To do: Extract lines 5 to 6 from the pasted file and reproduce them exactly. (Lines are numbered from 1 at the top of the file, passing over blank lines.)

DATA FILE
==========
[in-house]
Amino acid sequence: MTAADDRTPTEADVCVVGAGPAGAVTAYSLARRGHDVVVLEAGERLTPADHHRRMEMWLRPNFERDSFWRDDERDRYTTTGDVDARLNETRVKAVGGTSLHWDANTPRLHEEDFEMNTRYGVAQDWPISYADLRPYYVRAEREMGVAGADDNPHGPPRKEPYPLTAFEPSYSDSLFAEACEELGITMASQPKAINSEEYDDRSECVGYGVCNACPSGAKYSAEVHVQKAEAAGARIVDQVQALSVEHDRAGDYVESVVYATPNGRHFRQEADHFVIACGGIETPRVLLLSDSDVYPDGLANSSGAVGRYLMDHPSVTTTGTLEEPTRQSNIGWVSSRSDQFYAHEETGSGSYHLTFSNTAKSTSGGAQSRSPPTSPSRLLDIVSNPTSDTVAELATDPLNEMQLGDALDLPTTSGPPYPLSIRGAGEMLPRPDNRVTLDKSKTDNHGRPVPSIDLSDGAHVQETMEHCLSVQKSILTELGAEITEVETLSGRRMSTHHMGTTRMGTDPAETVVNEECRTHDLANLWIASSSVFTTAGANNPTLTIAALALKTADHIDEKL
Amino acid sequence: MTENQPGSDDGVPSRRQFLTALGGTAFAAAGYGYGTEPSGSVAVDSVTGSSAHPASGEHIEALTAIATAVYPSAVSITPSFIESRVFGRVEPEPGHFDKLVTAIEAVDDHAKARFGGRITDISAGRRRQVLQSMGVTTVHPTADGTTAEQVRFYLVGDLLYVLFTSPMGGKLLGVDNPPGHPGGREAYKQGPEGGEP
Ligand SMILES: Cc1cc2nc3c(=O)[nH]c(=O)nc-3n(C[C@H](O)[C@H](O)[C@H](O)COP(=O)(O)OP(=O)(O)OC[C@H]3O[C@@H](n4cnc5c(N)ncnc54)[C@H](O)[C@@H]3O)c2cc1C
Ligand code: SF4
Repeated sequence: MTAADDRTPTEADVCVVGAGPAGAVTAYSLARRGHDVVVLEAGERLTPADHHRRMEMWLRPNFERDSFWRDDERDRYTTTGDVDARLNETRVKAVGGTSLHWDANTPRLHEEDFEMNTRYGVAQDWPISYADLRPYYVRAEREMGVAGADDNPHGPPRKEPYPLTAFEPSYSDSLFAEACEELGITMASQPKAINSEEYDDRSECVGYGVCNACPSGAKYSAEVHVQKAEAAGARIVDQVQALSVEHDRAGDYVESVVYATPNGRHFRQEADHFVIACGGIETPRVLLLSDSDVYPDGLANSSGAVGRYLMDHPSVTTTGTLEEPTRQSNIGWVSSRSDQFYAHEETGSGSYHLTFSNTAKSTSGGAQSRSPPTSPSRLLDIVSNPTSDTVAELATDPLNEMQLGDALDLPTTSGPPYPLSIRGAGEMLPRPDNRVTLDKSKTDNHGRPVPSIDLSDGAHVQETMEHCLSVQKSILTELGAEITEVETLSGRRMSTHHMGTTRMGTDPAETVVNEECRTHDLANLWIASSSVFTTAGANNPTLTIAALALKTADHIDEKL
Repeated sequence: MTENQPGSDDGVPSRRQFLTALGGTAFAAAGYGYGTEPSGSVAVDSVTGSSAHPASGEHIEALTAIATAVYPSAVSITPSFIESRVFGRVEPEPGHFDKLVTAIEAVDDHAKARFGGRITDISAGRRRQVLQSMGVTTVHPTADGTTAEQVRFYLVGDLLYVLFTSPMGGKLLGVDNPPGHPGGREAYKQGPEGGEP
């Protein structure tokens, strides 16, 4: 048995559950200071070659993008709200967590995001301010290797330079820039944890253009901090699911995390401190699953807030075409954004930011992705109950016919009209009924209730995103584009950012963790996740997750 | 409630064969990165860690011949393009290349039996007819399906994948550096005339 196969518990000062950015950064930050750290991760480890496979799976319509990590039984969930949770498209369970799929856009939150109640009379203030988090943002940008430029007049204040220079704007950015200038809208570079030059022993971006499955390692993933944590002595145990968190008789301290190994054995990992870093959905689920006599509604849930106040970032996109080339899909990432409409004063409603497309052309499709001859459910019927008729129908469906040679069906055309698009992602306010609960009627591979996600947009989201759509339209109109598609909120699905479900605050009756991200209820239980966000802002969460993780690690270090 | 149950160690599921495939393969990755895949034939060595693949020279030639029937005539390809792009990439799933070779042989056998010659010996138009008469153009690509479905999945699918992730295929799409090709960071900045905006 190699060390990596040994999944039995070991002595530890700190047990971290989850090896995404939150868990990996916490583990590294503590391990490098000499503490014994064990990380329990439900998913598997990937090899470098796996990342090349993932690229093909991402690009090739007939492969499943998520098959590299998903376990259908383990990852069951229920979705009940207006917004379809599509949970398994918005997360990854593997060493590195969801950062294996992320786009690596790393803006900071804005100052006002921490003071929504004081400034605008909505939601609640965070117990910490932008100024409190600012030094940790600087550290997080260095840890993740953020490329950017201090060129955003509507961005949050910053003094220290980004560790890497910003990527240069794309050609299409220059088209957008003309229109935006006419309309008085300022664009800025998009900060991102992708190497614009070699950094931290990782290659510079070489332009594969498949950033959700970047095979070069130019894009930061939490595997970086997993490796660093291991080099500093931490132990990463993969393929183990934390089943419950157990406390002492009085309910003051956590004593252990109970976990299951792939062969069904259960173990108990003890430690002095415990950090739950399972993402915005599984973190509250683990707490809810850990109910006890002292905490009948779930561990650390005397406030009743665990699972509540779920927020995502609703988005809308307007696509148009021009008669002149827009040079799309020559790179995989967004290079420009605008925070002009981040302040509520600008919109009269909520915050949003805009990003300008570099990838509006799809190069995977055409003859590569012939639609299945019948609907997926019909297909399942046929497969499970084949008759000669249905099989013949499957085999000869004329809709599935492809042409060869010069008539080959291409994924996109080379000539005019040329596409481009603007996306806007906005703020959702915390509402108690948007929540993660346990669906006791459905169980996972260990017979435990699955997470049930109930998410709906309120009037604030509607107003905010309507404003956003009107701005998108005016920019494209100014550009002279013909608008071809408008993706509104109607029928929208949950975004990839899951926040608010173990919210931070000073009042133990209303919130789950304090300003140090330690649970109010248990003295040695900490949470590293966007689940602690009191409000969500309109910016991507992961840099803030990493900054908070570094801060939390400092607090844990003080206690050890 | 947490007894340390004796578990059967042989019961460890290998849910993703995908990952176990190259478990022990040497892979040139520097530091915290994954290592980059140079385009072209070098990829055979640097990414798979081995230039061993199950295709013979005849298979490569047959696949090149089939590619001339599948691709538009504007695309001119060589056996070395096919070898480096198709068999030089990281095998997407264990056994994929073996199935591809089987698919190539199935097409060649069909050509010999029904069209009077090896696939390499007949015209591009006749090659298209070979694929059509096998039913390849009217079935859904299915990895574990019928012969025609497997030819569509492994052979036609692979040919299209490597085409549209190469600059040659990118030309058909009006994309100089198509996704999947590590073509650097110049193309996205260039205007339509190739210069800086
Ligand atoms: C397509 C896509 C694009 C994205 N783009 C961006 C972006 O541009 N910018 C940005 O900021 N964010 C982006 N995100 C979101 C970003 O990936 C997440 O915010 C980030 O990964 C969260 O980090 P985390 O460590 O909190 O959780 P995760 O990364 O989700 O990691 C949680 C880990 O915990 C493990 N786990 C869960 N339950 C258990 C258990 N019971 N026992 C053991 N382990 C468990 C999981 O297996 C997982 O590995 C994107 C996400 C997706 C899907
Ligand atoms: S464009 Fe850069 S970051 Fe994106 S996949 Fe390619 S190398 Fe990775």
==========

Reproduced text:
Ligand code: SF4
Repeated sequence: MTAADDRTPTEADVCVVGAGPAGAVTAYSLARRGHDVVVLEAGERLTPADHHRRMEMWLRPNFERDSFWRDDERDRYTTTGDVDARLNETRVKAVGGTSLHWDANTPRLHEEDFEMNTRYGVAQDWPISYADLRPYYVRAEREMGVAGADDNPHGPPRKEPYPLTAFEPSYSDSLFAEACEELGITMASQPKAINSEEYDDRSECVGYGVCNACPSGAKYSAEVHVQKAEAAGARIVDQVQALSVEHDRAGDYVESVVYATPNGRHFRQEADHFVIACGGIETPRVLLLSDSDVYPDGLANSSGAVGRYLMDHPSVTTTGTLEEPTRQSNIGWVSSRSDQFYAHEETGSGSYHLTFSNTAKSTSGGAQSRSPPTSPSRLLDIVSNPTSDTVAELATDPLNEMQLGDALDLPTTSGPPYPLSIRGAGEMLPRPDNRVTLDKSKTDNHGRPVPSIDLSDGAHVQETMEHCLSVQKSILTELGAEITEVETLSGRRMSTHHMGTTRMGTDPAETVVNEECRTHDLANLWIASSSVFTTAGANNPTLTIAALALKTADHIDEKL